For much of the last century, the United States has provided a means of upward mobility for immigrants willing to work their way up the economic ladder. But with a slower economy predicted for the next several years, how will this affect their prospects?
A new report from the Migration Policy Institute examines the economic integration of immigrants in the U.S., short-term and long-term. While immigrants enjoy low levels of unemployment and make up a large share of the labor force, they are much more likely to work in lower-wage and lower-status occupations, according to the report, with even high-skilled immigrants working beneath their skill level.
Given predictions of a very slow economic recovery, immigrant workers could well hit a lower ceiling on their way up than in the past. From the executive summary:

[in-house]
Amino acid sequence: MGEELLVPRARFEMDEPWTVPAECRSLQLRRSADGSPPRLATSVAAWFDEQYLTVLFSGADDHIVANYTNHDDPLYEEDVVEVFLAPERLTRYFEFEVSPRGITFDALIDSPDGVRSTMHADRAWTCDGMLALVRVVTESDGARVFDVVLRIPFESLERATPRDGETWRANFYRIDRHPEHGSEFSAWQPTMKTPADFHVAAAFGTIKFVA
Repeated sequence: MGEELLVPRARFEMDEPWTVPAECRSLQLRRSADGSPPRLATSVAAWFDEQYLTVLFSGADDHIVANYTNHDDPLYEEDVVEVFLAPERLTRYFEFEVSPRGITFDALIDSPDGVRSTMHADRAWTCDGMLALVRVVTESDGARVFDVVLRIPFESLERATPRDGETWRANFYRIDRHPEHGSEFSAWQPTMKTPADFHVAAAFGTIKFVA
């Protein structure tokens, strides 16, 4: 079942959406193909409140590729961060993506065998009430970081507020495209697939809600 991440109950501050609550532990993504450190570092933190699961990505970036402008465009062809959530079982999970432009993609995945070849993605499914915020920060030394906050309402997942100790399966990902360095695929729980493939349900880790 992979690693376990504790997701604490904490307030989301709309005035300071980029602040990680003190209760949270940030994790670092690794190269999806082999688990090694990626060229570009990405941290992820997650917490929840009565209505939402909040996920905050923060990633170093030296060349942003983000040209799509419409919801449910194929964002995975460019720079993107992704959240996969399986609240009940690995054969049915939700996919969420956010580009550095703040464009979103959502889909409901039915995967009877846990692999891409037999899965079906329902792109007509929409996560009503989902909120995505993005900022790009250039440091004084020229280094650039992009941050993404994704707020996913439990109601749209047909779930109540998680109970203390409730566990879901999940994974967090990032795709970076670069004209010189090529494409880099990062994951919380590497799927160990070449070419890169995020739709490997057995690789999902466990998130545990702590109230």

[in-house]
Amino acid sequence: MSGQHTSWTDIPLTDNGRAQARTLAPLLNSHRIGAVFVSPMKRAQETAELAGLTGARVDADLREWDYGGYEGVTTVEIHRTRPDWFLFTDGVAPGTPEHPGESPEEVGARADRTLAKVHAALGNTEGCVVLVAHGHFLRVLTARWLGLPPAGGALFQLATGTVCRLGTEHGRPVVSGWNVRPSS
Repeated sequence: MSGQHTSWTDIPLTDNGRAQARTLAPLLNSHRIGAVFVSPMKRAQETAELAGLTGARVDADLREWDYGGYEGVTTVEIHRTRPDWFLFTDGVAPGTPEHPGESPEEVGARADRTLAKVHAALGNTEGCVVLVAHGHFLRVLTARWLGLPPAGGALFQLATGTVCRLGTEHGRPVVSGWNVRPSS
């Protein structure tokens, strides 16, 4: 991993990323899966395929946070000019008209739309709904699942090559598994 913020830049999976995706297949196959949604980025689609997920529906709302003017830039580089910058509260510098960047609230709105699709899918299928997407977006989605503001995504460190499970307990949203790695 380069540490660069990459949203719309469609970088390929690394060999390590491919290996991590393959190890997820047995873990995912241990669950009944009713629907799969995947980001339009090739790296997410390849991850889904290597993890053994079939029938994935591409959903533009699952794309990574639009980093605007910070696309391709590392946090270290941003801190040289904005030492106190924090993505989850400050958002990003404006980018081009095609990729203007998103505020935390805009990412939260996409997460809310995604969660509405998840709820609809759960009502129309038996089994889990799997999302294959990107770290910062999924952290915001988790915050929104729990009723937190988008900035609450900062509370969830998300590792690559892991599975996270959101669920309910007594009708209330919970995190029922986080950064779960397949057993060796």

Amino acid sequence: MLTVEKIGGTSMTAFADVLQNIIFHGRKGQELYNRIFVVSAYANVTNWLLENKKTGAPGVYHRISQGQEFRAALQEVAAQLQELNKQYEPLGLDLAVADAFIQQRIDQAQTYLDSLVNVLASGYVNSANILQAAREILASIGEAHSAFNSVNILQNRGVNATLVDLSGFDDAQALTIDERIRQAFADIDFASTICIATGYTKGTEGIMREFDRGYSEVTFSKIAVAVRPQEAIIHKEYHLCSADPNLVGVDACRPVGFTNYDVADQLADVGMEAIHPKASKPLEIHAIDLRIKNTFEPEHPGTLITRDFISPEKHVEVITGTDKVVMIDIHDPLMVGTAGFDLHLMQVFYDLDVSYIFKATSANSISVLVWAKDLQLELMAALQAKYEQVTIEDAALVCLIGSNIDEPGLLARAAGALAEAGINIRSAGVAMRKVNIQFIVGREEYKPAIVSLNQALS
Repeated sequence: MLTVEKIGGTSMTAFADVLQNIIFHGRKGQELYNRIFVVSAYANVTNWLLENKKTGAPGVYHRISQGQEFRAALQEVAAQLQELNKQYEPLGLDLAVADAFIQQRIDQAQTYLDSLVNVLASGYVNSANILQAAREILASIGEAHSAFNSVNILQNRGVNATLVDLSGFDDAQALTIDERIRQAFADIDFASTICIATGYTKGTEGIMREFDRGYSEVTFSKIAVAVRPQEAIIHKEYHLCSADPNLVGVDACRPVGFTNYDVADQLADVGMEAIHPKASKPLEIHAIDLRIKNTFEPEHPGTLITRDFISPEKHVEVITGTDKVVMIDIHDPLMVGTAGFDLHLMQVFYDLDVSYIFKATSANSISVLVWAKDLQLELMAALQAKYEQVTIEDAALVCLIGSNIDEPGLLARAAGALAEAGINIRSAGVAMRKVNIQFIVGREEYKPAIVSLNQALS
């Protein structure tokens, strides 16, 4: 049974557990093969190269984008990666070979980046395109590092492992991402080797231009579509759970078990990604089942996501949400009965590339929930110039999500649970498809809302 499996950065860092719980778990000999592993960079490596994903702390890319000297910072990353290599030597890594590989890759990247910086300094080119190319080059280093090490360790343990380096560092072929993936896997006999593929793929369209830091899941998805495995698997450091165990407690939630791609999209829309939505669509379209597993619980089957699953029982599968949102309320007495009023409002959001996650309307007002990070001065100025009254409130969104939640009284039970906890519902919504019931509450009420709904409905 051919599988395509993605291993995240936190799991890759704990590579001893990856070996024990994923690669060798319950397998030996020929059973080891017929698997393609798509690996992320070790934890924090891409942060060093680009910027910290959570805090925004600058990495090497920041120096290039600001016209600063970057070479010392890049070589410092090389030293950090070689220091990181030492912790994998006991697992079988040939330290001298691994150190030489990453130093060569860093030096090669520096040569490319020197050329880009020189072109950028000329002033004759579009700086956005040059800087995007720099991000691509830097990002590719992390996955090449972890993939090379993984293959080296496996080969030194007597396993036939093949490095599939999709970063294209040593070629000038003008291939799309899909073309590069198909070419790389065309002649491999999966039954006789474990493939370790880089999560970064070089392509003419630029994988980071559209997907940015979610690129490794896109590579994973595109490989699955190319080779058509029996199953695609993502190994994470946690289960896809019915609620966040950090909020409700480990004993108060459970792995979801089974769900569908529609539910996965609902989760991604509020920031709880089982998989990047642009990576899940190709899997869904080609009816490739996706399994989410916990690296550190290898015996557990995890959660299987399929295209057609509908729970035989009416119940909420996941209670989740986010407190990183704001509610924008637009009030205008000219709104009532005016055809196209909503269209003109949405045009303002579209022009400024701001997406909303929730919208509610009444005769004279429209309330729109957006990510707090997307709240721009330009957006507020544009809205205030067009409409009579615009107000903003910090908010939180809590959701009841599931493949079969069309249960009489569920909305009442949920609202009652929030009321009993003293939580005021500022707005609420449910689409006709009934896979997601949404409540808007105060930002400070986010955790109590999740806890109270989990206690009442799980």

The 2007-09 economic crisis accentuated immigrants' vulnerability in the labor market and in its wake, it is not clear if past trends in immigrants' economic integration will continue. The lasting impact of job loss and poverty in the context of a weak, protracted recovery could realign the economic and social forces that have historically propelled immigrants' upward socioeconomic mobility.
Over the next decade the US economy is expected to grow more slowly than in the past. Inevitably, slower growth will translate into fewer opportunities for all workers and as is frequently the case, immigrants may prove the most vulnerable.
The report also points out a secondary effect of the country's economic crisis, budget cuts to state and federal programs that have in the past given struggling families a hand up. The complete report can be downloaded here.